Movie Review: The Lobster

I became aware of this film this year as I watched the Academy Awards. During the program, as film clips are shown and Oscars handed out, I make a list of movies that intrigue me. The Lobster was one of those that snagged my attention. When I realized it was on Amazon Prime, I added it to my must watch list. This evening I at last pulled it up to see why this movie is described as one of the most innovative films of the year.

The Lobster stars Colin Farrell, Rachel Weisz, Olivia Coleman, John C Reilly, Ben Whishaw, Lea Seydoux and Angeliki Papoulia. This black comedy/romance was written and directed by Yorgos Lanthimos. The film is rated R, for sexual content, language and a few violent scenes and has a run time of 1 hour and 59 minutes. It was nominated for Best Original Screenplay. It did not win an Oscar.

In a dystopian future, it is the law that everyone must have a partner. If a partner dies, or a divorce takes place, or a young adult hasn't married by a certain age, the single person is taken to The Hotel, run by the rule enforcing Hotel Manager (Coleman). Each "guest" has 45 days to find a suitable partner within the hotel. If they don't succeed during that time, he or she is turned into the animal of their choice and released into the wild.

David (Farrell) is escorted to The Hotel after his wife informs him she's met someone else and she's ending their marriage. He takes his dog, Bob, with him, who was his brother formerly. David quickly makes a couple of friends, Limping Man (Whishaw) and Lisping Man (Reilly), but finds it more difficult to form a romantic relationship. He is told to select the animal he would most like to become, should he fail to find a partner. He chooses the lobster because it can live 100 years, remains fertile its entire life and it lives in the sea.

As his time at the hotel runs out, David attempts to fool the Manager and everyone else by becoming a seemingly ideal match for Heartless Woman (Papoulia). But he can't keep the pretense up, especially under the stress of sharing living quarters with his new partner during their trial period. On his way to a severe punishment for lying, David escapes and runs into the woods where single people, called Loners, live hidden among the many wild, domestic and exotic animals that used to be people.

Released from the pressure of finding a mate, David meets a woman who seems perfectly suited for him. Near Sighted Woman (Weisz) even shares a physical trait with him…she can't see well. Where the Hotel required each person to find a partner, the Loners, led by Leader (Seydoux) are not allowed to pair off. They must maintain the single state, or receive harsh punishment.

David is faced with the choices of falling in love again…or being turned into a lobster…or living as a single man for the rest of his life.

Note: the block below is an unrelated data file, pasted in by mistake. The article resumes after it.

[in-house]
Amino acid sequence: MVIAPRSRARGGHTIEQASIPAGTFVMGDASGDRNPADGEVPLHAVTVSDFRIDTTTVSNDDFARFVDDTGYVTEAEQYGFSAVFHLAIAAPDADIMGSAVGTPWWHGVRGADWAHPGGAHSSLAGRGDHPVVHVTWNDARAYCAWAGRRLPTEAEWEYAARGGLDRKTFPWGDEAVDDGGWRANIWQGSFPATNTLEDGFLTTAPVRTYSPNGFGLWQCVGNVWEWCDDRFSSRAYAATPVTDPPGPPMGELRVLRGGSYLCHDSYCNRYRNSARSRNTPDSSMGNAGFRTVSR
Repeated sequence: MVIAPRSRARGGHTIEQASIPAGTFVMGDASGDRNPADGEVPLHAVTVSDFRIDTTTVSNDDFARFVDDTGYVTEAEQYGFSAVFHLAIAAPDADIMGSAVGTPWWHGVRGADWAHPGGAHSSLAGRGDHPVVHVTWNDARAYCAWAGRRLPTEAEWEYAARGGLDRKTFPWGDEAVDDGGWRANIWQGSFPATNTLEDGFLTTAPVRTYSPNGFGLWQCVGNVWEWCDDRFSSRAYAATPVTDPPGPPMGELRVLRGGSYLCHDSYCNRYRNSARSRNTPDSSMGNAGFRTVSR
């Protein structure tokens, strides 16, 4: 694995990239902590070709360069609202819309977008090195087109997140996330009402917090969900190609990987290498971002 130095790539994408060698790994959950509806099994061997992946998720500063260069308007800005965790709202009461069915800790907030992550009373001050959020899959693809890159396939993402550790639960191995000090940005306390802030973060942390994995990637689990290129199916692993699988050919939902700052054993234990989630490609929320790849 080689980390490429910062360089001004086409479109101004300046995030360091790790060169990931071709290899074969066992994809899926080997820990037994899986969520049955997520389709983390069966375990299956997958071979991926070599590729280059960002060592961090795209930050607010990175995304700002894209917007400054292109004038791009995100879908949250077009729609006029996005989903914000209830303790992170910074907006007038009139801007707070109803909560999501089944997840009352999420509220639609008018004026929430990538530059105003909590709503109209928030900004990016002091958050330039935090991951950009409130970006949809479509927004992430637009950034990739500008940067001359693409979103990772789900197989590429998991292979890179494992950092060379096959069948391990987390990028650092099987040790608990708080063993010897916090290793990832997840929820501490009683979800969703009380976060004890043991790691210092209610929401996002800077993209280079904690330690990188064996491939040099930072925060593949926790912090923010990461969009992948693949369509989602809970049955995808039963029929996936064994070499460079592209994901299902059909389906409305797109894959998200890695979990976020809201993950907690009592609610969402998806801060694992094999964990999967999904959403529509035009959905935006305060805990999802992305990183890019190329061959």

Caught between two societies that control relationships, or encourage the lack of them, David must decide where he fits in and whether to share life with anyone else.

I have to state immediately that this film wins the distinction of being the most bizarre movie I have watched in a long time. And yet, it was oddly compelling. Because the quirkiness rather quickly turns into unsettling strangeness, and there are a few disturbing scenes, I am refraining from recommending it. If you choose to watch it, remember you have been warned!

There is no year given for this futuristic story and no explanations offered for why society has created laws ordaining that everyone must be in a relationship. We are dropped into the story and left to interpret it as we will. In fact, Lanthimos' desire was that each viewer would decide what the movie meant to him or her, as seen through their own perspectives and beliefs. I have to give him credit for original and creative thinking.

The people of the future are repressed, direct, and fearful of being alone, lest they become an animal that can be killed and eaten by other animals in the woods. The other alternative, of escaping the City or the Hotel, and foraging in the woods as a Loner, seems equally frightening to them. And so they define each other by physical characteristics, hence the lack of proper names in the film, and match up with partners who are just like them. No one seems happy in their relationships. How could they be? They are fear based and forced. And if the couples feel stress or tension, or argue, they are assigned children. I did laugh at that.

At its core, this movie is a romance. Those who are alone are not allowed to remain so. And if you are a Loner, you aren't allowed to be partnered. The two extremes on the relationship spectrum have similar bizarre rules for living and no tolerance for those who wish to adopt a different lifestyle. David and Near Sighted Woman attempt to create a world of their own, where true love has a chance to take root. The question for David becomes how far is he willing to go, to keep that growing relationship? As with the synopsis of the movie, you get to interpret the ending for yourself.

Intriguing? Yes, this movie was. Hidden truths buried within it? Yes, I had interesting reactions to the extreme relationship viewpoints that will undoubtedly cause me to examine my own beliefs. Bizarre, uncomfortable and disturbing? Thought provoking, original and unforgettable? The Lobster is all of those things.

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